Bodden Town MLA faces assault charge

| 02/11/2010

(CNS): Following the charges brought against UDP Bodden Town representative Dwayne Seymour for attempting to obstruct and pervert the course of justice, the MLA now also face a charge of common assault. Police confirmed on Tuesday morning that two men, aged 41 and 37, have now been charged with the offence in connection with an incident which occurred at the Grand Cayman Beach Suites on Saturday 1 May. The incident relates to a fight which allegedly broke out between Seymour and another man with Garrone Yap, a Florida based personal trainer, following which all three men were arrested. Seymour is due to appear in court on Tuesday of next week when he will face this additional charge and those laid against him last month.

In a recent televised statement the government backbencher said he was surprised by the obstruction charges brought against him by police last month and he did not understand how what he called the "baseless charges" relating to an incident at the Grand Cayman Beach Suites had been laid against him more than five months after the event. Seymour also said he didn’t know the people involved in the charges and he was looking forward to clearing his name in court. He has so far made no comment regarding the latest assault charge.

Soon after the MLA’s troubles went public, the premier and leader ofthe UDP, McKeeva Bush, issued a statement backing his backbencher. "On behalf of the elected government, we wish to express publicly, our moral support for our backbench colleague Mr Dwayne Seymour during this difficult time,” Bush said in the official statement. Implying the charges related to struggles in Seymour’s marriage, the premier said the government understood the many challenges faced to keep a family together.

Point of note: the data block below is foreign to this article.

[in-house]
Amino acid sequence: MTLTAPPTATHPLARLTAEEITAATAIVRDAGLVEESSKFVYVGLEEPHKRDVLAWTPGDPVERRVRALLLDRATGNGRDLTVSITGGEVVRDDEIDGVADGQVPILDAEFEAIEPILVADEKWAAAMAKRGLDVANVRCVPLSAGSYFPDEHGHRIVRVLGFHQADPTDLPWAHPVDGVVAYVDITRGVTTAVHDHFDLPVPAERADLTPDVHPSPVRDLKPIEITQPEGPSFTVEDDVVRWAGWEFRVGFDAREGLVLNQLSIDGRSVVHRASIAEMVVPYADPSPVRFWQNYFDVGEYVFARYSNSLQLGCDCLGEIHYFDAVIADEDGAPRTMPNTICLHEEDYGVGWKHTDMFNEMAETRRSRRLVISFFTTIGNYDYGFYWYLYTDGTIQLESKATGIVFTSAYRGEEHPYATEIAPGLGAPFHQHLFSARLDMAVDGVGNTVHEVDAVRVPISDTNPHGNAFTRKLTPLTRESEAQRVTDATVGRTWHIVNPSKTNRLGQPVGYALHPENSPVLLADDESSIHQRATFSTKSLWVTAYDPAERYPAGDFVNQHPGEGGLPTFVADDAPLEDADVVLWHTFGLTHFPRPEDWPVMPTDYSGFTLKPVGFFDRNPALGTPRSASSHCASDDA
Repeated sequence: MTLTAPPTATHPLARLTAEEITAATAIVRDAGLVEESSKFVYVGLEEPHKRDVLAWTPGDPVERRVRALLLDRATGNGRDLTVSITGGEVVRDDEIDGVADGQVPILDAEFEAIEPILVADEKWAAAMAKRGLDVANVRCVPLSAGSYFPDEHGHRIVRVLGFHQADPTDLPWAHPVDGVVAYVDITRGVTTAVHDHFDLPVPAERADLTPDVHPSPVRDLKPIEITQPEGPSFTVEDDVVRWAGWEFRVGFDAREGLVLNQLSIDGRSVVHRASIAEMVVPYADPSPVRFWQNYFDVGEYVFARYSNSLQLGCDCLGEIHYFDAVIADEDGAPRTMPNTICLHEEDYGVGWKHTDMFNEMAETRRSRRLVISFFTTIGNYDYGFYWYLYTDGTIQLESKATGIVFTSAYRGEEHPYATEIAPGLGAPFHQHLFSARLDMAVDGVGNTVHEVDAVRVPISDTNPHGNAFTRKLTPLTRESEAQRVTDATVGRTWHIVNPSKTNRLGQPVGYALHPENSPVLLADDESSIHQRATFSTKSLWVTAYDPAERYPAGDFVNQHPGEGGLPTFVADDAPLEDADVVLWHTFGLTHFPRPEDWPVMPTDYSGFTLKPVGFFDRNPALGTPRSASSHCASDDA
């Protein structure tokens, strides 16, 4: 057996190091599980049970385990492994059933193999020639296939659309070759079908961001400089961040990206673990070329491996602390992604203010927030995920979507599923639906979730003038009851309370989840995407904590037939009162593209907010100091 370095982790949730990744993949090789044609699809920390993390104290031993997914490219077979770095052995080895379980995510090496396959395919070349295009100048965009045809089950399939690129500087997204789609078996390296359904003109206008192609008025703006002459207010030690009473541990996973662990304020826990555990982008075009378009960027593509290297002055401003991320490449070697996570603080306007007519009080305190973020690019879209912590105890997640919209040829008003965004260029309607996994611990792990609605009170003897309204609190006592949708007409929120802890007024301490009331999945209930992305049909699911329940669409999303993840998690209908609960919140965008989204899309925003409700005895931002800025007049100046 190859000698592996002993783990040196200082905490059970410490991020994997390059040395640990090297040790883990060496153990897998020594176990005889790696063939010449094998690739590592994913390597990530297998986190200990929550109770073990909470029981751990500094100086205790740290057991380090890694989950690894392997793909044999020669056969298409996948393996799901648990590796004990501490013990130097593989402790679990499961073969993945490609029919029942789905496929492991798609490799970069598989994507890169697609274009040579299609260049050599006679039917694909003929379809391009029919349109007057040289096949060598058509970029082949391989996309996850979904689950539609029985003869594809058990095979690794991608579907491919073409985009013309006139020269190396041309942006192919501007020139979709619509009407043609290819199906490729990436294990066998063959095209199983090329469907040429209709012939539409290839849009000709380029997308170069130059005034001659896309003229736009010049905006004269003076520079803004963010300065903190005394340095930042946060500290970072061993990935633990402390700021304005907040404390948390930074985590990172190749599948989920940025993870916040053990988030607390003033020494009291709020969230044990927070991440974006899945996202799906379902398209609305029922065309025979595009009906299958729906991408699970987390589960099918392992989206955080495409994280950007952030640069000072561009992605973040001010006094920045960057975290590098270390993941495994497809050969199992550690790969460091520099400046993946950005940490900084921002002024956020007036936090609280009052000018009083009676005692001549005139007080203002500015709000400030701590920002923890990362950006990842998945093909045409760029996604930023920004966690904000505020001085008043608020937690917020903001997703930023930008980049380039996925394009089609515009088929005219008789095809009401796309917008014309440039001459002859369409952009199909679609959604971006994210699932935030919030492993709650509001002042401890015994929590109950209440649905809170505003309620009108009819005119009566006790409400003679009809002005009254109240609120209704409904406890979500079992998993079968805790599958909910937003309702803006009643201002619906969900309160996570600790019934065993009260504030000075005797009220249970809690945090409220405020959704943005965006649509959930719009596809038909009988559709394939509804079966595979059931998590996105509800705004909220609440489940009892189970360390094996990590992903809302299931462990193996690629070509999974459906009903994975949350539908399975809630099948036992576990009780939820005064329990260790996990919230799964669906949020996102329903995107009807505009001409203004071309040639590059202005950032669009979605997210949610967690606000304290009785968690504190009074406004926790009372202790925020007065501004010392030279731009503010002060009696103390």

“As Caymanians we understand and empathize with the pain that is endured when someone, against God and against all social and ethical obligations, interferes with that sacrosanct relationship,” the statement from the press office of the premier read. “It is in the appreciation of the circumstance and of those considerations that we publicly voicetoday our continued support and confidence for our colleague and friend Mr Dwayne Seymour."

Following the incident, Yap, who claimed he was assaulted by Seymour and another as yet unidentified man, said he was not pursuing charges against the two men but that he had been injured in the incident. It is not clear if the legal department has elected to bring the charges based on the police evidence contained in the file on its own volition or whether Yap has since changed his mind and asked the authorities to prosecute the case.

Although common assault can involve violence, the charge can only be heard in the Summary Court, unlike the obstruction charges, which are considered more serious and can be tried in the Grand Court before a jury.

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